A series of articles on "Biofuels: Developing New Energy Sources from Agriculture," offers contributions from James Duffield, Keith Collins, Vernon Eidman, Paul Gallagher, James Fischer, Janine Finnell, Brian Lavoie, Roger Conway, and Marvin Duncan.
As recently as the early 1900s, energy sources around the world were mostly agriculturally derived and industrial products were primarily made from plant matter. Early motor fuels also came from agriculture — Henry Ford used ethanol in his original engine and Rudolf Diesel's engine could run on peanut oil. By 1920, petroleum emerged as the dominant energy source for transportation fuels and industrial products. For over 80 years, the United States and other industrialized countries have relied on petroleum as an economical and dependable source of energy. However, this reliance on petroleum is becoming a major issue as our domestic oil supplies shrink and our dependence on oil imports grows. The papers in this session will look at agriculture's current role as an energy producer and explore opportunities for agriculture as our Nation struggles to secure its energy future.Dragan Miljkovic questions whether obesity is a public health problem that deserves government intervention, in "Obesity: Health and Food Policy Dilemma."
Even if the motives behind any potential government intervention in this matter may be most noble, it is clear that the entire economy would be greatly affected by these policies. And any government intervention will produce winners and losers with both net social gains and losses being plausible outcomes. For example, current guidelines recommend increased consumption of fruits, vegetables, fish, and whole grains, within the context of a diet whose overall calories have been moderately reduced. While this diet, if implemented on a large scale for a sustained period of time, is likely to benefit producers in these industries, reduced consumption of other foods such as meats, dairy, or sugar, to name a few, would force many producers out of business or greatly reduce their profit margins.Given the recent interest in buying local, even to the extent of disparaging major organic retailers, Paul Patterson's report on "State-Grown Promotion Programs" is timely.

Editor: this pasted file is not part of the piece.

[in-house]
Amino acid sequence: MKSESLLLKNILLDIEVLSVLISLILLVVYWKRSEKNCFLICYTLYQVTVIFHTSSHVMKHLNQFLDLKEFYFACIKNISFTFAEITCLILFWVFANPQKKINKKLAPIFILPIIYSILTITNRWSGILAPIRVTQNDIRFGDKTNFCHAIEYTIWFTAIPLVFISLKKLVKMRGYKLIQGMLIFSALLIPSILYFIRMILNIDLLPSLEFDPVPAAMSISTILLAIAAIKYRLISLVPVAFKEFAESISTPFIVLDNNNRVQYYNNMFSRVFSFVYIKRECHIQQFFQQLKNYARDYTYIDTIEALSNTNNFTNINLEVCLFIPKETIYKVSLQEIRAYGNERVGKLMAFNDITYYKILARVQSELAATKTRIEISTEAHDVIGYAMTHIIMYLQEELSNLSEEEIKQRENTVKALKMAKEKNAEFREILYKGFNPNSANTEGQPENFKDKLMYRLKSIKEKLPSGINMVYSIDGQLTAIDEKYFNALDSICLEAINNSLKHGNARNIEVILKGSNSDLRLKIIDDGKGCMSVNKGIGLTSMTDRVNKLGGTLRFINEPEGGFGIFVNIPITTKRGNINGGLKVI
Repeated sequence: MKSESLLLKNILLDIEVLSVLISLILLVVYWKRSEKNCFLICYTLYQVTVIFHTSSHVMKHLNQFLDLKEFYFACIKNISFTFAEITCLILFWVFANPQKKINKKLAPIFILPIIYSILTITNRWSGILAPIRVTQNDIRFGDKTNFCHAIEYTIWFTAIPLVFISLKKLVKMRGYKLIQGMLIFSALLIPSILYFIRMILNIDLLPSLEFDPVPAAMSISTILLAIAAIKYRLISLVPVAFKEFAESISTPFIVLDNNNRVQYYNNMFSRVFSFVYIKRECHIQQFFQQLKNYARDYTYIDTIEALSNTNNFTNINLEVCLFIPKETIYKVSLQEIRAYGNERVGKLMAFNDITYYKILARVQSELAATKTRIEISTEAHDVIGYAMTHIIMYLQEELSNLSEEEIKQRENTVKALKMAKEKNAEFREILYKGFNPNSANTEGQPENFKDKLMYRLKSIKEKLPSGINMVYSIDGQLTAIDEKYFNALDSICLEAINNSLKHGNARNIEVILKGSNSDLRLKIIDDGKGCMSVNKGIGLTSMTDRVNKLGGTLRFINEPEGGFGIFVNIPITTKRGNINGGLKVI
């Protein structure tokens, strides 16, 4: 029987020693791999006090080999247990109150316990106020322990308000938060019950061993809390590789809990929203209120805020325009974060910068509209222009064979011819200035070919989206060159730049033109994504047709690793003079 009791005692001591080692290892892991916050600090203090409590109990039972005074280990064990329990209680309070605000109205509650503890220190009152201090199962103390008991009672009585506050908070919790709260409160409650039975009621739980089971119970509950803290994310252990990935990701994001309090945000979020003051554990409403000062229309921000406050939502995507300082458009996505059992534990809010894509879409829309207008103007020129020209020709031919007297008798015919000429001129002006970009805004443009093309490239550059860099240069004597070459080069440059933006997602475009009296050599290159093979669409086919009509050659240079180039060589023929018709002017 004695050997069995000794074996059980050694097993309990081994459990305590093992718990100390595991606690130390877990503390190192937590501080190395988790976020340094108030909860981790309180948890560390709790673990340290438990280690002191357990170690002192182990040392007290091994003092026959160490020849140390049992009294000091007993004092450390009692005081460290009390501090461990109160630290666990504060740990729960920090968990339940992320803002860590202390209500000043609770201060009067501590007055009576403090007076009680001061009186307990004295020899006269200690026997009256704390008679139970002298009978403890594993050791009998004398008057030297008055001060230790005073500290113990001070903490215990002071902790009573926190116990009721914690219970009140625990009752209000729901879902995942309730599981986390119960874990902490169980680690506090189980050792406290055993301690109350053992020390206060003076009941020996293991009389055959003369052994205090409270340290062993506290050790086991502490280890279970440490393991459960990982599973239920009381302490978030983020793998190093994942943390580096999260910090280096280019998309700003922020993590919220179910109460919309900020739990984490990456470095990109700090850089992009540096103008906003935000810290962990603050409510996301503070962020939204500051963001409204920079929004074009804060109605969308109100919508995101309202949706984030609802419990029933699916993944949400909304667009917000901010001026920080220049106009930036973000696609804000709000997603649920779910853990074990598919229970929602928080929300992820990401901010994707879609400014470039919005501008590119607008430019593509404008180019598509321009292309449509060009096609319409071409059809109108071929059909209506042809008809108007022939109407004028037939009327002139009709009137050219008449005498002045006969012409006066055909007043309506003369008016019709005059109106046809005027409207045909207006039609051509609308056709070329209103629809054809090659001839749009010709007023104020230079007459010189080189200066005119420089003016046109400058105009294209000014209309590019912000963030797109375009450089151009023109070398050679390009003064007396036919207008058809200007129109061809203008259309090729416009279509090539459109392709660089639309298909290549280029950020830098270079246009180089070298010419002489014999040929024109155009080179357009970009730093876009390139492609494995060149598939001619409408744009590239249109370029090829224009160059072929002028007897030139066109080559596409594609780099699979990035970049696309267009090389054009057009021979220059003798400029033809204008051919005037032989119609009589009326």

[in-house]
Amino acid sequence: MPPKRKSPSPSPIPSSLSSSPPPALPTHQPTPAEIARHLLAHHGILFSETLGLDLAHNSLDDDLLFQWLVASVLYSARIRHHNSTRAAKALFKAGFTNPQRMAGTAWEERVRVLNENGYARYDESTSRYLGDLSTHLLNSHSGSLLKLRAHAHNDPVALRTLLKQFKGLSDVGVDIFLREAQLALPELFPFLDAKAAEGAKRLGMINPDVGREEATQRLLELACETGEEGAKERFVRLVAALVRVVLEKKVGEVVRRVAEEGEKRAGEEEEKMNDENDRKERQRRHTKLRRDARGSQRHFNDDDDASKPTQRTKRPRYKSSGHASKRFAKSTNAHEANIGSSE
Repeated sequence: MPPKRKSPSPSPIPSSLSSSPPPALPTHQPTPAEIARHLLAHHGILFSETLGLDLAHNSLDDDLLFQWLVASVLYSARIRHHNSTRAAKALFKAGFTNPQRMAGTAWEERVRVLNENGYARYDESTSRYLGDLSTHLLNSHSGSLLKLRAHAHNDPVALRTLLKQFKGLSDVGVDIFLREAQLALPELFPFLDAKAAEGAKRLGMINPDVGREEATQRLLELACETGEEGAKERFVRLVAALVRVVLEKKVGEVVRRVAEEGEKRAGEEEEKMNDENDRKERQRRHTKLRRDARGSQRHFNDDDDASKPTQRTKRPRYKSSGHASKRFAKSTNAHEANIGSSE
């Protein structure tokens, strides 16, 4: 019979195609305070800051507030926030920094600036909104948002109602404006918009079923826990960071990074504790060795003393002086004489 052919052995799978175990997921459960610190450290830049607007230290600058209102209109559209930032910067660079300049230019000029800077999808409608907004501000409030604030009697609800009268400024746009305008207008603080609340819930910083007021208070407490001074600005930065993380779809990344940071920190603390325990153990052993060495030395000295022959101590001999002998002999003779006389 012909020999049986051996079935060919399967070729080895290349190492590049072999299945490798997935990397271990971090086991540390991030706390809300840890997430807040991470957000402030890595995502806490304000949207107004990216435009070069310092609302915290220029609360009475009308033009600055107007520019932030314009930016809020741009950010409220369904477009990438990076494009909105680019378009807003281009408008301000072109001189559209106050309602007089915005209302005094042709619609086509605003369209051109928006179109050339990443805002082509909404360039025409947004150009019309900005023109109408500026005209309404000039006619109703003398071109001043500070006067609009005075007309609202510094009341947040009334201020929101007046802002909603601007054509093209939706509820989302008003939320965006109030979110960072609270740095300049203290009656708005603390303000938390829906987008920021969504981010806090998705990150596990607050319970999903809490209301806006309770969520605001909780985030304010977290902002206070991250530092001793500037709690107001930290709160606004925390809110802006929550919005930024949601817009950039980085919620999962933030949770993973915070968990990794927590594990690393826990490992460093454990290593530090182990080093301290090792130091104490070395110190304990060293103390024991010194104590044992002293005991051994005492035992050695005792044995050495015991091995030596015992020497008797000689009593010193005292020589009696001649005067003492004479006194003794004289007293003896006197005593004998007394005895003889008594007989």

[E]xperience with state brands suggests that they may be effective in promoting the sale of some products. However, to be of economic benefit to producers, they must effectively differentiate the products, so that higher prices may be earned for these products. Producers will only enjoy an increase in profits when price rises. These price premiums are most likely to be achieved for differentiated, specialty products, whose production or reputation is uniquely tied to a particular state.